If you’re thinking about pursuing college abroad, the prospect of being in a foreign country can be exciting and scary at the same time. It’s challenging to say goodbye to your family, friends and familiar environment. Yet when it comes to higher education, there are unique benefits that can only be experienced by studying abroad.
For students who want to take flight to foreign shores and set down a new path, studying abroad will offer wide-ranging opportunities. Choosing to study abroad could provide you with social and career opportunities that you couldn’t get if you studied locally.
Many kids dream about studying abroad, but for the most part, they see the opportunity in theory, rather than reality. Despite how appealing it sounds to be out of the country, there’s so much that comes into consideration when planning to study abroad. Whether the pursuit is to study abroad for a semester or to spend your entire college career in a foreign country, here are key thoughts to consider:
Studying abroad is the experience of a lifetime. You’ll go to different classes, visit museums you’ve never seen before, eat new foods and meet all kinds of people. However, that doesn’t mean you’ll never feel homesick. Homesickness is a huge change in lifestyle that you have to get used to, but it’s something everyone can deal with.
One of the biggest reasons to pursue international education is the opportunity it affords students to see the world. But for some, the idea of spending three or more years abroad can be a staggering concept. When you first start studying abroad, it’s common to have some feelings of homesickness. Everyone deals with homesickness in a different way.
Homesickness happens to every student that studies abroad. It could be a day here or there. Maybe it’s a special occasion or holiday missed. While you may be in a foreign country, it may feel like the rest of your life hasn’t caught up yet. There are time differences to consider aside from your distance from home.
Homesickness is inevitable. But in time, it’ll get better. With new friends, your new country can feel like home.
2. Language Barriers
Learning a new language isn’t easy. For students considering a semester abroad, the few months spent in another country may not be long enough to hone your new language skills.
To fully get immersed in a new language, consider spending your entire college experience abroad. The experience will provide ample time to develop your mastery of a second language. This will come in handy when pursuing a professional career after school.
3. Experiencing New Cultures
There’s a lot of diversity when studying abroad. Students will meet people from all walks of life they normally wouldn’t without the experience of international education.
For most students studying abroad, this will be the first time they leave home. Their new host country may have distinct cultural perspectives far different from what they’re used to. Studying abroad can widen your horizon on new culture elements including food, customs and social traditions.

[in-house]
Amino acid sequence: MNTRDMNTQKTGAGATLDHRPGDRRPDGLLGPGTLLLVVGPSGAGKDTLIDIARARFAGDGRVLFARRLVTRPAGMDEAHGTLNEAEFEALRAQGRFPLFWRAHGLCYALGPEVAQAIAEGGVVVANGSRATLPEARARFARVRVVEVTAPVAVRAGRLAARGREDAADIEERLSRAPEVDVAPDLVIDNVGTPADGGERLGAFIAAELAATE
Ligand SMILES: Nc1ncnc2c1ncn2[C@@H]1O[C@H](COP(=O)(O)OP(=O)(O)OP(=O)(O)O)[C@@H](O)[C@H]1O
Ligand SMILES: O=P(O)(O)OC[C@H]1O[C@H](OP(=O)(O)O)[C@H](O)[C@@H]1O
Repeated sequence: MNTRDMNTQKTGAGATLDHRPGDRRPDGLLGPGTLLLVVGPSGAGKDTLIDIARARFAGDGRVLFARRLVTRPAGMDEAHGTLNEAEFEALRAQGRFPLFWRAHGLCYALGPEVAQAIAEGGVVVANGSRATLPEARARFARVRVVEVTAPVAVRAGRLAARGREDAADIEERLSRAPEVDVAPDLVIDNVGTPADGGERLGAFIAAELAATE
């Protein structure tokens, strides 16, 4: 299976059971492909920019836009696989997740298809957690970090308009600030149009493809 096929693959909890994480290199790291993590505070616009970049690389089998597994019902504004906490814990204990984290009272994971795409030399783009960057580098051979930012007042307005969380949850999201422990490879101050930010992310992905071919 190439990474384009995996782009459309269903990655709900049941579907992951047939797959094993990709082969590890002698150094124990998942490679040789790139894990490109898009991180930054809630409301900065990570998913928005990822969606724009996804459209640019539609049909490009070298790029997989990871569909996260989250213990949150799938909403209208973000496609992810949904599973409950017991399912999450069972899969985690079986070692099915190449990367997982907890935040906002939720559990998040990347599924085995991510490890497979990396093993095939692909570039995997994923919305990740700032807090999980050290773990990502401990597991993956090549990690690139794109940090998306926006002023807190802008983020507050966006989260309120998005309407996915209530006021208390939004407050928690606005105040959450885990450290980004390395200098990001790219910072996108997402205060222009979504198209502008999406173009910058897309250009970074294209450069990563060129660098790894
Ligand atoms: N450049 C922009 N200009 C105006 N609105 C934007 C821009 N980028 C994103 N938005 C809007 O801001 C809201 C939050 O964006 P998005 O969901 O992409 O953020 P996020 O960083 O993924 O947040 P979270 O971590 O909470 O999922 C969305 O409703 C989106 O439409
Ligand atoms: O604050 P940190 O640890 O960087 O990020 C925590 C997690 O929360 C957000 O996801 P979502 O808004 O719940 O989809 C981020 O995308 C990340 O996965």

With all the new experiences happening at once, it’s easy to forget the sole purpose of studying abroad: academic pursuits. While students may temporarily get punch-drunk, academics should still be the priority. There’s always going to be time to explore a new city and make new friends.
But just as important, don’t crash your GPA while having a good time. Schedule time to do your coursework and prepare for exams.
For students contemplating a master’s or a PhD program, international education is the perfect time for graduate school consulting. The right admissions consultants can provide you expert guidance on the right graduate program that best matches your experiences and future goals.
5. Student life
While going abroad opens the doors to high quality education, no matter where you study, student life is key to meeting like-minded individuals. Each university offers a diverse student life experience. Each will have a variety of student clubs and organizations designed to suit your preferences.
Being involved in your university’s student life will not only make you a better academic student but will assist you in making the transition to a foreign country easier. You get to try something new and meet people with similar interests.
Perhaps one of the most difficult aspects of studying abroad is the financial terrain. Navigating through it requires more than just a budget for tuition and books. Accommodation must be considered as well as budget for travel and socio-academic experiences.
The cost to study abroad will vary according to your destination.
For international students, the academic costs could be significantly higher than that of a local school. Plus, you’ll be faced with limited access to national student loan schemes. There will also be the restriction of hours you could work while studying abroad.
It’s important to include a budget when considering an international education. Students must plan ahead and be sensible when factoring costs for the student life experience.
7. Career Opportunities
The opportunities afforded you while spending your college career abroad extends to your professional career. International college consultants agree that studying abroad can jump-start your career.
Some key benefits of studying abroad include increased hireability, higher starting salaries, and higher acceptance into graduate school.
The foreign language experience you develop abroad will translate into new career opportunities. Being with a diverse group of people during college can make your transition into the global workforce that much easier.